5

It does not seem to be clear what the difference is, because of the language of the CFAA. Which of these can be categorized in each of the categories above (in increasing order of severity)?

  • Using a fake name/birthday which does not impact eligibility to use the site (like if I use the name John Doe on Facebook)
  • Using a fake name/birthday which would impact eligibility to use the site (like if I was 12, but wanted to use Facebook)
  • Creating multiple accounts with a site that does not allow for this to impose usage limitations.
  • Using multiple free trials without providing inaccurate information.
  • Using multiple free trials by providing inaccurate information.
  • Using an ad blocker.
  • Making a profit without buying the "commercial" version of a software (e.g. Unity or Oracle).

These are some examples, but there are many more cases. Note that in most cases, a website owner would probably not sue (they could sue for anything, but it would not be worth it in most cases).

I did get an answer at Is inappropriate use of a website solely a civil matter, or will it extend to criminal matters as well?, but it suggests that such actions are in a legal gray area due to the vagueness of the CFAA.

I got another answer at What distinguishes civil offenses from theft of services?, which is somewhat helpful, but I would still like more information.

1
  • 1
    The CFAA is in a somewhat unsettled state right now as people work out the implications of Van Buren v. United States. That case held that in general it's not a crime to breach a ToS, but it left open the question of whether it could ever be a crime (or whether the crime requires getting around some technical restriction like guessing a password or exploiting an SQL injection).
    – cpast
    Jun 18 at 20:11
5
+50

Each case is decided on its own facts

I know you want a clear answer to where the bright line between illegality and legality but there simply isn’t one. The reason you feel there is a “legal grey area” is because there’s a legal gray area.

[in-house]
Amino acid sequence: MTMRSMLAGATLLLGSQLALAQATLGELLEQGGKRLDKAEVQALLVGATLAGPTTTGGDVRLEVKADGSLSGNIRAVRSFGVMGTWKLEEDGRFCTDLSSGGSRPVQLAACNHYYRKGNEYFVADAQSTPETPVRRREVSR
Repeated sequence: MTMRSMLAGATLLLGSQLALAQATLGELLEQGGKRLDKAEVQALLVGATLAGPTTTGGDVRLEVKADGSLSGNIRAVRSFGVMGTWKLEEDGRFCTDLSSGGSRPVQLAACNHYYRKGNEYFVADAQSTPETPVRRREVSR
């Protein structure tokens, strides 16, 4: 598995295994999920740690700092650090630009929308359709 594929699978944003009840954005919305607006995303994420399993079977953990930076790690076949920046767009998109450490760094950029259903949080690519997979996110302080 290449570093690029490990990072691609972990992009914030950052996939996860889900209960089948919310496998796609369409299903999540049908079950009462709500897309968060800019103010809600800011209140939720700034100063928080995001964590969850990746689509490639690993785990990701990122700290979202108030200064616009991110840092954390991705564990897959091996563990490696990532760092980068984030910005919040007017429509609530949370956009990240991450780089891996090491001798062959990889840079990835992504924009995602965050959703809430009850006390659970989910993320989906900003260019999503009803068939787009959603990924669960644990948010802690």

The way the common law works is that there are some acts and omissions that are clearly crimes/torts/breach of contract, some that aren’t and some that live in that grey area. When someone brings a case in the grey, the court will make a ruling that will apply to similar facts and we get a little light on the subject. Then the legislature changes the law and it all goes dark again.

Each of your bullet points is simply too vague and encompasses so many fact patterns that it’s impossible to say. For example, “Using a fake name/birthday”:

  • do the ToS prohibit this?
  • is there an intent to mislead or deceive?
  • are there laws that prohibit this?
  • is a benefit being received dishonesty?
  • etc.

If you come with a specific, detailed fact pattern there might be case law that is specifically relevant that will allow an answer with a high chance of being right. However, nuances matter and no two fact patterns are exactly the same and the difference might be enough to distinguish your case from the precedent.

Or there might not be a relevant precedent because no one has sued/prosecuted on this fact pattern before. Then we are in virgin territory and even experts are only making educated guesses until the judge (and the appeals court(s)) hand down their decision. These are the most interesting cases to watch but the most terrifying to be part of.

If you need to ask the question”where’s the legal line on this?”, there’s a decent chance you have a foot on each side.

0

Your Answer

By clicking “Post Your Answer”, you agree to our terms of service, privacy policy and cookie policy

Not the answer you're looking for? Browse other questions tagged or ask your own question.